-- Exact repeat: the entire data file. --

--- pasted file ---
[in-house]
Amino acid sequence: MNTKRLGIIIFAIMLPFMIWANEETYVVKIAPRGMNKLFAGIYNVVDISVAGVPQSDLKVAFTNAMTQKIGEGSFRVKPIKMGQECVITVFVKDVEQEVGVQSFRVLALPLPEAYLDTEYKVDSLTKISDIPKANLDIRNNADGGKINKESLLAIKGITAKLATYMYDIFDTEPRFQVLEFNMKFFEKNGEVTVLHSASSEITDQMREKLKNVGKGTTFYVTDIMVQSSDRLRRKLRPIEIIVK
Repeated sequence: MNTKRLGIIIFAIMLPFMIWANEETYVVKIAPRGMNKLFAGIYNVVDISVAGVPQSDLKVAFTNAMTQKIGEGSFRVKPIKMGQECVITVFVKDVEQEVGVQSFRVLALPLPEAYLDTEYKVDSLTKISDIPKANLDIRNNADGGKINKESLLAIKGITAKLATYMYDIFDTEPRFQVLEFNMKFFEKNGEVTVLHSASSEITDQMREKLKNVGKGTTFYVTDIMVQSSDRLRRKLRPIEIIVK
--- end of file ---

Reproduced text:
[in-house]
Amino acid sequence: MNTKRLGIIIFAIMLPFMIWANEETYVVKIAPRGMNKLFAGIYNVVDISVAGVPQSDLKVAFTNAMTQKIGEGSFRVKPIKMGQECVITVFVKDVEQEVGVQSFRVLALPLPEAYLDTEYKVDSLTKISDIPKANLDIRNNADGGKINKESLLAIKGITAKLATYMYDIFDTEPRFQVLEFNMKFFEKNGEVTVLHSASSEITDQMREKLKNVGKGTTFYVTDIMVQSSDRLRRKLRPIEIIVK
Repeated sequence: MNTKRLGIIIFAIMLPFMIWANEETYVVKIAPRGMNKLFAGIYNVVDISVAGVPQSDLKVAFTNAMTQKIGEGSFRVKPIKMGQECVITVFVKDVEQEVGVQSFRVLALPLPEAYLDTEYKVDSLTKISDIPKANLDIRNNADGGKINKESLLAIKGITAKLATYMYDIFDTEPRFQVLEFNMKFFEKNGEVTVLHSASSEITDQMREKLKNVGKGTTFYVTDIMVQSSDRLRRKLRPIEIIVK